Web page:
10 years of Tolpuddle

By Morgan Dunn

20 Sep, 2022

It's been a decade since Michael Hill-Smith MW and Martin Shaw bought a vineyard in Tasmania's Coal River Valley on a whim. Morgan Dunn reflects on the acclaimed vineyard's anniversary from a vertical tasting to mark the occasion. 

I didn’t attend my 10-year high school reunion. I can’t remember why now. Perhaps I was popping corks as a sommelier at some Melbourne restaurant. Whatever the reason, I have no regrets. 
But a chance to revisit ten vintages of what is perhaps the greatest single vineyard Australia has ever seen? Well, I wouldn’t give that up for anything.
Even sounding it out excites the palate. The sharp ‘Tol’ on the roof of the mouth down to the whimsical ‘puddle’ across the tongue. Oh, yes, these wines will speak to you.
The story is by now deeply ingrained into Australian wine lore. In 2011, two cousins, Michael Hill Smith MW and Martin Shaw of the eponymous and immensely popular Shaw + Smith, took a stroll around Tassie’s Coal River Valley, tasted some wine out of barrel and came back to the mainland with a vineyard. The kind of thing that happens every day. 

Two men standing in front of a vineyardMartin Shaw and Michael Hill Smith MW.

Planted in 1988 on a smattering of silica over sandstone (a large chunk of which was pulled out of the ground and now sits at the entrance to the vineyard), the site was named for the ‘Tolpuddle Martyrs’ ­– a group of English agricultural unionists who were convicted in the 1830s. George Loveless, the head of the group, was sent to Van Diemen’s Land to labour on a property which now comprises some of what is now Tolpuddle
With its soft, north easterly slope it has been described as ‘Burgundian.’ But no. This vineyard is ‘Tasmanian’. 
Alongside some intrinsic new clonal planting of both varieties (amongst which is the Abel clone ­– you know, that one that a Kiwi rugby player apparently tried to smuggle back from Romanée-Conti in his boot) the Tolpuddle team has consistently strived to improve the site. Amongst a host of measures, they have moved to predominantly cane-pruning, implemented the use of cover crops, and made efforts to reduce frost and enhance drainage. 
The first wines were bottled in 2012 by Chief Winemaker Adam Wadewitz, who has since overseen every vintage. Something Michael Hill-Smith said years ago occurs when I taste these wines: “The aim is only to ever make better and better wine.” And as much as the early wines impress, there is a marked progression over the decade. 
Tolpuddle chardonnay has, in its youth, a striking tension arising from the interplay of coiled fruit, acid and texture that nestles in the mouth preparing to ease and unwind like a ball of yarn down the years. The much-lauded 2020 is the best example – it’s a museum of complexity. Lime blossom, mandarin spray, apricot delight, and multigrain toast come to mind. The earlier vintages still feel lively yet carry themselves with an effortless flow ­– that charming host at a party who instantly puts you at ease. 2015 is a highlight in this regard. Textural, sprightly, lime and tonic acidity – and a slow wave of concentration.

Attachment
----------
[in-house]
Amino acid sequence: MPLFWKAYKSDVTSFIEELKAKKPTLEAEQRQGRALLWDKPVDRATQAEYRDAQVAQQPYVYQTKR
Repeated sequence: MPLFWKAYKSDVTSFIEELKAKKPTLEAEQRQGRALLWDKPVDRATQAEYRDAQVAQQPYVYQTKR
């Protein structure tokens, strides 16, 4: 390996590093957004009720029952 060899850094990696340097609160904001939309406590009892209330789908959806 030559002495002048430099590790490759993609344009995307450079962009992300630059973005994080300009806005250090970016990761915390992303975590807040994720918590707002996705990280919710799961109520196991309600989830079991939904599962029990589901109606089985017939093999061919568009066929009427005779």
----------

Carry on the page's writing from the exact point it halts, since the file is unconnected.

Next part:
Two men standing in front of a vineyardTolpuddle's 2016 Chardonnay and Pinot Noir.

Along with precision and balance, that concentration is perhaps the defining feature of these wines.
Looking at the pinot noirs in succession is a fascinating experiment. Owing to vintage variation the whole bunch usage (around 30 per cent across the board), can sometimes overpower the fruit in some of the earlier years (most noticeably 2014), but the 2015 is an amalgamation of everything that came before it. It seems to hover, barely herbal, fruit shining, over the tongue before moving gracefully down the palate, plush and soft.
Once you hit the 2017 vintage you start to get a real sense of the reds. Regrettably, 2019 held the barest hint of smoke-taint, resulting in the decision to scrap the crop, but the following years contain everything one would want in a cool-climate pinot built for the long haul. These are wines of power and aromatic transcendence – smashed strawberry, quandong, pomegranate, crushed violet, dried lavender, perhaps a hint of smoked lardon. 
Tolpuddle represents the best of what we have as Australian wine drinkers. The evolution of viticulture and viniculture in a unique place, a journey to craft something truly special that stands on the world stage. Do drink the wines. Do cherish them. I look forward to another ten years of Tolpuddle taking me to school.